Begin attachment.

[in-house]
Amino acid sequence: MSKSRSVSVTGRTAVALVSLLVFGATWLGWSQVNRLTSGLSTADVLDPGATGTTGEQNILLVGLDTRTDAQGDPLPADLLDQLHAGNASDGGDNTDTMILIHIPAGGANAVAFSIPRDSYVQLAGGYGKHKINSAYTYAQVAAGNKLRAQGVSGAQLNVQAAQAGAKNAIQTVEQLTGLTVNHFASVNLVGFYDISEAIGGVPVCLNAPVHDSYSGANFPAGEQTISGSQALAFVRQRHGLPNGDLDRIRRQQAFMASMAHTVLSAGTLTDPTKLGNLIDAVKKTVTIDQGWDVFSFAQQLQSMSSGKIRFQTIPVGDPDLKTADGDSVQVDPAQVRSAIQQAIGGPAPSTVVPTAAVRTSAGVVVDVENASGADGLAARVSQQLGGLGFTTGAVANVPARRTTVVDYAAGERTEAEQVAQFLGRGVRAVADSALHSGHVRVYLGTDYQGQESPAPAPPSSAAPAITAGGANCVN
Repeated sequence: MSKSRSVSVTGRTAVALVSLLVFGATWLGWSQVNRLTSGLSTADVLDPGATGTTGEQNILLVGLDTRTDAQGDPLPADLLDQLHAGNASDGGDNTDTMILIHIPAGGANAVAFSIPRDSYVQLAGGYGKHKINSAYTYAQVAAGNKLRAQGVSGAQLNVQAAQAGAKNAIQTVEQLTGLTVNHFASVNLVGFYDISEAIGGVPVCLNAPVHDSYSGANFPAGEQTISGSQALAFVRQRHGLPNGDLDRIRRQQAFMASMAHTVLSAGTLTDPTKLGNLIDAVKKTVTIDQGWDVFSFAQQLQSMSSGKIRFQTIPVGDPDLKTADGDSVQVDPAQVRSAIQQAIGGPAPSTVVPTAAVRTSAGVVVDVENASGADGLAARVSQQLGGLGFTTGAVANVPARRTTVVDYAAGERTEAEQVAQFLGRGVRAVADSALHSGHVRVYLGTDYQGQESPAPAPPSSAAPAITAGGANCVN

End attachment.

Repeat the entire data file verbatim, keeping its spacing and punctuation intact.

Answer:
[in-house]
Amino acid sequence: MSKSRSVSVTGRTAVALVSLLVFGATWLGWSQVNRLTSGLSTADVLDPGATGTTGEQNILLVGLDTRTDAQGDPLPADLLDQLHAGNASDGGDNTDTMILIHIPAGGANAVAFSIPRDSYVQLAGGYGKHKINSAYTYAQVAAGNKLRAQGVSGAQLNVQAAQAGAKNAIQTVEQLTGLTVNHFASVNLVGFYDISEAIGGVPVCLNAPVHDSYSGANFPAGEQTISGSQALAFVRQRHGLPNGDLDRIRRQQAFMASMAHTVLSAGTLTDPTKLGNLIDAVKKTVTIDQGWDVFSFAQQLQSMSSGKIRFQTIPVGDPDLKTADGDSVQVDPAQVRSAIQQAIGGPAPSTVVPTAAVRTSAGVVVDVENASGADGLAARVSQQLGGLGFTTGAVANVPARRTTVVDYAAGERTEAEQVAQFLGRGVRAVADSALHSGHVRVYLGTDYQGQESPAPAPPSSAAPAITAGGANCVN
Repeated sequence: MSKSRSVSVTGRTAVALVSLLVFGATWLGWSQVNRLTSGLSTADVLDPGATGTTGEQNILLVGLDTRTDAQGDPLPADLLDQLHAGNASDGGDNTDTMILIHIPAGGANAVAFSIPRDSYVQLAGGYGKHKINSAYTYAQVAAGNKLRAQGVSGAQLNVQAAQAGAKNAIQTVEQLTGLTVNHFASVNLVGFYDISEAIGGVPVCLNAPVHDSYSGANFPAGEQTISGSQALAFVRQRHGLPNGDLDRIRRQQAFMASMAHTVLSAGTLTDPTKLGNLIDAVKKTVTIDQGWDVFSFAQQLQSMSSGKIRFQTIPVGDPDLKTADGDSVQVDPAQVRSAIQQAIGGPAPSTVVPTAAVRTSAGVVVDVENASGADGLAARVSQQLGGLGFTTGAVANVPARRTTVVDYAAGERTEAEQVAQFLGRGVRAVADSALHSGHVRVYLGTDYQGQESPAPAPPSSAAPAITAGGANCVN